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NFS (Network File System)

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Note: Many topics at this site are reduced versions of the text in "The Encyclopedia of Networking and Telecommunications." Search results will not be as extensive as a search of the book's CD-ROM.

NFS is a client/server distributed file service that provides transparent file-sharing network environments. NFS was originally designed by a small team at Sun Microsystems in the 1980s, but it is now an open Internet protocol. It was defined by RFC 1094 (version 2) and updated with RFC 1813 (version 3) in 1995. NFS is now a set of X/Open specifications (defined as X/Open90 and X/Open91). The AFS (Andrew File System) is a version of NFS.

This topic continues in "The Encyclopedia of Networking and Telecommunications."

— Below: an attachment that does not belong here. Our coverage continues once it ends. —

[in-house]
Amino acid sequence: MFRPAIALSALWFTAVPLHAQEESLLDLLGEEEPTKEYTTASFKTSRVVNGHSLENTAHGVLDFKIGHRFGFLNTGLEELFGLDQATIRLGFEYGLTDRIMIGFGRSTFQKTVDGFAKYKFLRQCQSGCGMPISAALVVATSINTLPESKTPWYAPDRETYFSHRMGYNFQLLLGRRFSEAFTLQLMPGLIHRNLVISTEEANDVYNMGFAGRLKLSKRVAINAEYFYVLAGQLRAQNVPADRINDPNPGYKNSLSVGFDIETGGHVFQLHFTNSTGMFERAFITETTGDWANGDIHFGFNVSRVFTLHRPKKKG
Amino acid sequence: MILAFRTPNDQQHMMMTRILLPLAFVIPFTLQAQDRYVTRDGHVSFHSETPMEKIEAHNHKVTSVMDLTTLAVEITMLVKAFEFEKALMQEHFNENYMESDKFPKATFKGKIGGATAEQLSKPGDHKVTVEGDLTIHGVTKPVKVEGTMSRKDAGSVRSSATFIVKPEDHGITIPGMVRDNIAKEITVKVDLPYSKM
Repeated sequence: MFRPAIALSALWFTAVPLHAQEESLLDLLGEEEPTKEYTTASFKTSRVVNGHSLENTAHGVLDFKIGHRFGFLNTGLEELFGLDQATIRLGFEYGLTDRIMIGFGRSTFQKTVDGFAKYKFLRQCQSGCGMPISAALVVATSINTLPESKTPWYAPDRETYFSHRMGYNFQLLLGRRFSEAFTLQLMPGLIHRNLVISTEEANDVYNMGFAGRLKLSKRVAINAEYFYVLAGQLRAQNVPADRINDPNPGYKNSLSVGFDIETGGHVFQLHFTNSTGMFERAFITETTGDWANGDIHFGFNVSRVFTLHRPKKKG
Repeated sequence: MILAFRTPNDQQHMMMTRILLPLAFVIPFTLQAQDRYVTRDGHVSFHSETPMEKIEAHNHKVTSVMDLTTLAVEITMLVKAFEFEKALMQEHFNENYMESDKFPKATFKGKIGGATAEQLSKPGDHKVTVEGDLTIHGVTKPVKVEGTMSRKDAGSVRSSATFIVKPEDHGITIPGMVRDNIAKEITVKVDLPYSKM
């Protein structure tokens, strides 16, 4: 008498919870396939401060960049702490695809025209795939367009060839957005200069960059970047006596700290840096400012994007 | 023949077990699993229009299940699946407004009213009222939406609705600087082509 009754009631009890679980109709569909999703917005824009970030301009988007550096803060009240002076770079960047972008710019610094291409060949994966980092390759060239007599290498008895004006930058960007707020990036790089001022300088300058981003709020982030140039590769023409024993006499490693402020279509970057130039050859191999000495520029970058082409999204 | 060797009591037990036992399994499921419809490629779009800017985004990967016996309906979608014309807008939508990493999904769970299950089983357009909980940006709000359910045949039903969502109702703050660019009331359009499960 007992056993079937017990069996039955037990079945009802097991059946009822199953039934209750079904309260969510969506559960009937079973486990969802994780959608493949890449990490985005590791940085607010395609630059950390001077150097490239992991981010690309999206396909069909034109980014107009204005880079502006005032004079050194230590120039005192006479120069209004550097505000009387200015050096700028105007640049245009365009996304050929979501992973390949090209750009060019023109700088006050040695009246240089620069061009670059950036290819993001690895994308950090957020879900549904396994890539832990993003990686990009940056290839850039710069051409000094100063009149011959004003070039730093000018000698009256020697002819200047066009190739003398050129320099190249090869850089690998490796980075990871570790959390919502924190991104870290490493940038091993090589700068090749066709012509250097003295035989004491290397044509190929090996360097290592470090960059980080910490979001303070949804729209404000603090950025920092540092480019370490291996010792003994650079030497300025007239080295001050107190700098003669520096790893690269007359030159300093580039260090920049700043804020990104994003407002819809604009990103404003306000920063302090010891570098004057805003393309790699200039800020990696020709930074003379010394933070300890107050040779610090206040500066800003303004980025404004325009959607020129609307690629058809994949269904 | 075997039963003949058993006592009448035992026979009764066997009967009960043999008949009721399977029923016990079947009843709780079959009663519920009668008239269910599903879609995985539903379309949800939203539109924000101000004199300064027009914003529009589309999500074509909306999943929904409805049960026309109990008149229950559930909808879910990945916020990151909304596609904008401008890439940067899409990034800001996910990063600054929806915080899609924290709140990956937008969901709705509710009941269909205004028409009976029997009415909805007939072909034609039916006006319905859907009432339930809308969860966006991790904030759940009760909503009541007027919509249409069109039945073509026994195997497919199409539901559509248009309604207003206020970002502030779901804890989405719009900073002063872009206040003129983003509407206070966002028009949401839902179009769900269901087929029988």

The following RFCs describe NFS. Also refer to the IETF Network File System Version 4 (nfsv4) Working Group, which is advancing the NFS technology.

  • RFC 1094 (NFS: Network File System Protocol Specification. Sun Microsystems, March 1989)

  • RFC 1813 (NFS Version 3 Protocol Specification, June 1995)

  • RFC 2054 (WebNFS Client Specification, October 1996)

  • RFC 2055 (WebNFS Server Specification, October 1996)

  • RFC 2224 (NFS URL Scheme, October 1997)

  • RFC 2623 (NFS Version 2 and Version 3 Security Issues, June 1999)

  • RFC 2624 (NFS Version 4 Design Considerations, June 1999)

  • RFC 2755 (Security Negotiation for WebNFS, January 2000)

  • RFC 3010 (NFS Version 4 Protocol, December 2000)

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